Fayre Gabbro, The Woman In The Sun

i was twice a coke bottle in a catcall
but mama once called me an obelisk
and i liked that / a column of stardust
or wanderlust as solarflare / a radiating
sapience from when Self straddles
the world dark & holy / the flame
in my shadow with its memory of feathers
my cadence of breath (in or out) a black
bird as from a poem
like a proper gawlo i am drawn
to innerlights / where i stand my
slender frame forms a squishy tower
of sun but i’ve always been the muse
for the light-flying night moths nicknamed
“queen mother mothra” when love
is in the straightaway / notice now
how the dawn as if sedge surrenders
at my feet—young highness acraga coa:
puddles of silk in my lambent lungs
watch this gracile gargoyle crumble
from the thawing of her curse / broken caw
dispersing into iambic song / nothing
squandered — if i am coarse it’s from
a hoarseness in my perspicacity avoiding
the goetic and its Cimmerian entrapments

i was once a caryatid in vociferous pratfall
bullied into acquiescence within
the odalisque’s amphitheater but
you can not harness dreams carving sunlight
into harems employed then beneath horizon
like tombstones for art & literature’s
decaying gods standing in all eternity
as mortar to your exclusive gaze
my back is a straight edge but i am no
simple ledge of granite / however whoever
first describes me in reckless affection as
a tender tuft of moss or a fawning stalk of ochre
then that such cotton-eyed purveyor / curator
of the butter-sweet myth they have the chance
to win me over — softly / voraciously

as the dreams of surveillance lay dimming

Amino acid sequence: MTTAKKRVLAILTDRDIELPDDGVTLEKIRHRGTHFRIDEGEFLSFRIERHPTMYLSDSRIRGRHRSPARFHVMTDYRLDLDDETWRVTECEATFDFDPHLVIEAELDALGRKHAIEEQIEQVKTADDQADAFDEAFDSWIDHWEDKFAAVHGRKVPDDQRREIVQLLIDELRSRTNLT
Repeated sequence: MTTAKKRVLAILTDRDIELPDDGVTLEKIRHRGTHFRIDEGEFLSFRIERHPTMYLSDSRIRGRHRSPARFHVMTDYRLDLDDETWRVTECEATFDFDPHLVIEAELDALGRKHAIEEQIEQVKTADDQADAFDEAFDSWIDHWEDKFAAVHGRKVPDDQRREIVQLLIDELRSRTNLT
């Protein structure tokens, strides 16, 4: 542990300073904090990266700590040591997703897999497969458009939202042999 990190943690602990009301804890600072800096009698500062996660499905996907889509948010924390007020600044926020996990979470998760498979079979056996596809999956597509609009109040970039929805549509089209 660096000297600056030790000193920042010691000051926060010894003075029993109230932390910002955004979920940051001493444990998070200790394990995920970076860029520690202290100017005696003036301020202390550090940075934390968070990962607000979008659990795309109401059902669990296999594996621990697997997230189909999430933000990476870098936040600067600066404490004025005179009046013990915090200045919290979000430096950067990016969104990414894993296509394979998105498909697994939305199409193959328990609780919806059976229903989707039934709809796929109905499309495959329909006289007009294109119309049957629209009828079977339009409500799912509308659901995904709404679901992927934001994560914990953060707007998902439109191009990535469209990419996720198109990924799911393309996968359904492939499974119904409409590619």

i rise—self-symphonic / black mondo in
unclaimed beauty but wherefore art thou
Liege Ego “Independent & Strong” — otherwise
a Denial of Privilege & Community by any other name
so come hither sweet maiden grass—i as well
surge with regency and deserve many
counterpanes on which to swell & swoon

not just a coke bottle — coquettish
with coqui nesting in my coils
& camellia resting in my hair.

Click here to read upfromsumdirt on the origin of the poem.

Image: photo by freestocks on Unsplash, licensed under CC 2.0.

my Fayre Gabbro series began about 10 years ago as a suite of 6 poems but now number around 35, included in my forthcoming collection, The Second Stop Is Jupiter, due for release fall 2023. inspiration came from the lack of authentic African American fairy tales existing in my youth. African folk tales are abundant — in Africa — but for my Southern-Midwestern upbringing mama often sung field hollers around the house and (as an adult) i simply find “gonna jump down, turn around, pick a bale of cotton” an inappropriate lullaby to gift as ‘heritage’ to my offspring. American slavery simply did not allow the African to venerate themselves, especially in literature where having a fondness for it could cost you your life. so, unlike the many European-based fairy tales that found their way into mainstream avenues in the 1800s, the vision of the African became a background fetish and not a proper Romanticism as they existed elsewhere in the global west.

enter me, attempting to bite more than i can chew.

my entire aesthetical philosophy for the past 20 years has been “what if my skin had never been banned; what art wouldve/couldve been made, filling in the gaping void of Black Romanticism (beyond entertainment for white audiences)?” so Fayre Gabbro (both a type of cloud and igneous rock) became the vehicle for such exploration, existing in my poems simultaneously in various eras and at various ages. a vehicle which also let me explore my cultural beliefs for an African American matriarchal society. a world in which my 94 year old mama could’ve had the childhood references to imagine herself as being more than a conveyor for the heritages of systemic holocaust.

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